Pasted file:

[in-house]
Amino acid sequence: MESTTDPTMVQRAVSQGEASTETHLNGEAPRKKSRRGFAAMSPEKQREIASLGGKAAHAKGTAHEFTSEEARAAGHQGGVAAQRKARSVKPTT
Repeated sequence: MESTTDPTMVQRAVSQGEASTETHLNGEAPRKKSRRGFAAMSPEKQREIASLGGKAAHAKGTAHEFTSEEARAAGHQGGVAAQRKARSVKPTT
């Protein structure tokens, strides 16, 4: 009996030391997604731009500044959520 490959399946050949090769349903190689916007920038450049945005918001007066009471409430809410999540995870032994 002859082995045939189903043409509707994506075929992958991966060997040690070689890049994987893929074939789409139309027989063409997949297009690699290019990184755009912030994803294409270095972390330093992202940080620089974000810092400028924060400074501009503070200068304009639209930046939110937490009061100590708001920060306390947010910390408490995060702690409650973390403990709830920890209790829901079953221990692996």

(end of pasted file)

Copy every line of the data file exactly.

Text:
[in-house]
Amino acid sequence: MESTTDPTMVQRAVSQGEASTETHLNGEAPRKKSRRGFAAMSPEKQREIASLGGKAAHAKGTAHEFTSEEARAAGHQGGVAAQRKARSVKPTT
Repeated sequence: MESTTDPTMVQRAVSQGEASTETHLNGEAPRKKSRRGFAAMSPEKQREIASLGGKAAHAKGTAHEFTSEEARAAGHQGGVAAQRKARSVKPTT
């Protein structure tokens, strides 16, 4: 009996030391997604731009500044959520 490959399946050949090769349903190689916007920038450049945005918001007066009471409430809410999540995870032994 002859082995045939189903043409509707994506075929992958991966060997040690070689890049994987893929074939789409139309027989063409997949297009690699290019990184755009912030994803294409270095972390330093992202940080620089974000810092400028924060400074501009503070200068304009639209930046939110937490009061100590708001920060306390947010910390408490995060702690409650973390403990709830920890209790829901079953221990692996």